CCCH9041 China: Culture, State and Society
The Rule of Law in Modern China

[This course is under the thematic cluster of ‘Sustaining Cities, Cultures, and the Earth’.]

Non-Permissible Combination:
CCCH9030 Modernizing China’s Constitution: Failures and Hope

Course Description

This course examines from a historical perspective the legal transformations in 20th century China and developments towards the rule of law. First, the key concepts of the rule of law are introduced in a straightforward way suitable for students from all backgrounds. The course then examines the Chinese legal tradition up until the late Qing dynasty, including the legal and constitutional reforms introduced in response to the challenge of the West. This is followed by looking at the continuation of the late Qing legal reforms in the Republic of China, including the move to one-party rule under the Nationalist Government, legal and constitutional reforms in Taiwan, and the development of the rule of law there.

This course also covers legal thought and legal developments in post-1949 Mainland China. The final topic is the modernization of the Chinese legal system in the era of “reform and opening”, which considers the legal reforms that have accompanied the move from a socialist planned economy to a market economy, constitutional reforms to protect property and human rights, and the legal practice of “One Country, Two Systems” in the Special Administrative Regions of Hong Kong and Macau.

Course Learning Outcomes

On completing the course, students will be able to:

  1. Describe China’s legal traditions from a comparative perspective and appraise various legal reforms in China since the late Qing Dynasty.
  2. Identify the factors leading to the successful implementation of the rule of law in the modern Republic of China (Taiwan).
  3. Reflect on and discuss the era of lawlessness and the impact of the Cultural Revolution (1966–1976) on the rule of law in post-1949 China.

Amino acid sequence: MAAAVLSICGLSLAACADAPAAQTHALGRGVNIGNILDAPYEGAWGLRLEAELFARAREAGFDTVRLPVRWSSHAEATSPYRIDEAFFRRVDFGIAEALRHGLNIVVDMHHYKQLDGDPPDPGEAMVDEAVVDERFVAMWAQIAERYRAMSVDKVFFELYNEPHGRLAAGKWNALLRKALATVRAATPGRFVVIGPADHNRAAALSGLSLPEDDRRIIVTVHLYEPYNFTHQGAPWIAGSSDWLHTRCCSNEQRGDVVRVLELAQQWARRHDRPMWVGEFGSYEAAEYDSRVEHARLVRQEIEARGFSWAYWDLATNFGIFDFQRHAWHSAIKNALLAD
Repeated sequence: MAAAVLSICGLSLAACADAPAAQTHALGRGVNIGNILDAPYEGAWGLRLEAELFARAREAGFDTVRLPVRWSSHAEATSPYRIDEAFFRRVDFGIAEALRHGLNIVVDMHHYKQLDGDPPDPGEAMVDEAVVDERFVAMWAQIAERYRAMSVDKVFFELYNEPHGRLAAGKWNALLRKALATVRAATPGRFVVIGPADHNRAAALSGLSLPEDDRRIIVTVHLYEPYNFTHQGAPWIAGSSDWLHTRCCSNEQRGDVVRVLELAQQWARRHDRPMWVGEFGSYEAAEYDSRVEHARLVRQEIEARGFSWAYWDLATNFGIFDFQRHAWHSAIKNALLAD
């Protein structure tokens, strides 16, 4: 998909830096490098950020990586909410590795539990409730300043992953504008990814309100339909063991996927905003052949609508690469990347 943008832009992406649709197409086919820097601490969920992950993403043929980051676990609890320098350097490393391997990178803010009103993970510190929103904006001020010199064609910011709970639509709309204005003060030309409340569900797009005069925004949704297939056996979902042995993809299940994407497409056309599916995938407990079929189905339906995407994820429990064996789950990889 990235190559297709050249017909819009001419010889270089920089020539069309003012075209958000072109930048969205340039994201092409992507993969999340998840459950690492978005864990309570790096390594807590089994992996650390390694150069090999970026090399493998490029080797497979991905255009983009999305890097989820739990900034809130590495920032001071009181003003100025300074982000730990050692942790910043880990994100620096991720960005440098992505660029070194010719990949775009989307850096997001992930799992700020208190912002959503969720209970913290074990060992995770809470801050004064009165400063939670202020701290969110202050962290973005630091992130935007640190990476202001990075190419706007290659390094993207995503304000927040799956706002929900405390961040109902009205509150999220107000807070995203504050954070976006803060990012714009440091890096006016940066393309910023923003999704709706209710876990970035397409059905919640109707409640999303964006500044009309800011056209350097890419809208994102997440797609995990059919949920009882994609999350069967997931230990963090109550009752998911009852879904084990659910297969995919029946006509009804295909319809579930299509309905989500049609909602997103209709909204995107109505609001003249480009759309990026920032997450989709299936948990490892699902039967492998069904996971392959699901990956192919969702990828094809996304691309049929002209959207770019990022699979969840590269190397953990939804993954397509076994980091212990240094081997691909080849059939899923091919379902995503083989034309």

4. Critically evaluate the legal developments in post-Mao China from sociolegal, sociopolitical and comparative perspectives.

Offer Semester and Day of Teaching

First Semester (Wed)

Study Load

Activities Number of hours
Lectures 24
Tutorials 10
Reading / Self-study 50
Assessment: Essay writing 30
Assessment: Group project (incl preparation, reporting writing and presentation) 20
Total: 134

Assessment: 100% coursework

Assessment Tasks Weighting
Term paper 50
Group project 25
Participation in tutorials / group discussions 25

Required Reading

The readings will include a comprehensive set of Course Readings and a Study Guide, suitable for students with various backgrounds/levels, specially compiled for this course, in addition to the following materials. The students will receive further guidance on these materials during the tutorials.

  • Bingham, T. (2007). The rule of law. Cambridge Law Journal66(1), 67-85.
  • Chang, W. J. (2016, November 18). Origins of Chinese jurisprudence. [Lecture at the Faculty of Law, University of Hong Kong]
  • Chen, A. H. Y. (1997). Chinese cultural tradition and modern human rights. Perspectives1(5). From
  • Chen, A. H. Y. (1999). Confucian legal culture and its modern fate. In R. Wacks (Ed.), The New Legal Order in Hong Kong (pp. 505-533). Hong Kong: Hong Kong University Press.
  • Chen, A. H. Y. (2007). A tale of two islands: Comparative reflections on constitutionalism in Hong Kong and Taiwan. Hong Kong Law Journal37, 647-688.
  • Chen, A. H. Y. (2010). Legal thought and legal development in the People’s Republic of China 1949-2008. In J. Gillespie & A. H. Y. Chen (Eds.), Legal Reforms in China and Vietnam (Chap. 3, pp. 51-77). London: Routledge.
  • Chen, A. H. Y. (2016). China’s long march towards rule of law or China’s turn against Law? Chinese Journal of Comparative Law4, 1-35.
  • Wang, T. -S. (2002). The legal development of Taiwan in the 20th century: Toward a liberal and democratic country. Pacific Rim Law and Policy Journal, 11, 531-559.

Course Co-ordinator and Teacher(s)

Course Co-ordinator Contact
Professor A.H.Y. Chen
Department of Law, Faculty of Law
Tel: 3917 2943
Teacher(s) Contact
Professor A.H.Y. Chen
Department of Law, Faculty of Law
Tel: 3917 2943
Dr C.Y. Chen
Department of Law, Faculty of Law
Tel: 3917 1871
Dr E. Ip
Department of Law, Faculty of Law
Tel: 3917 2961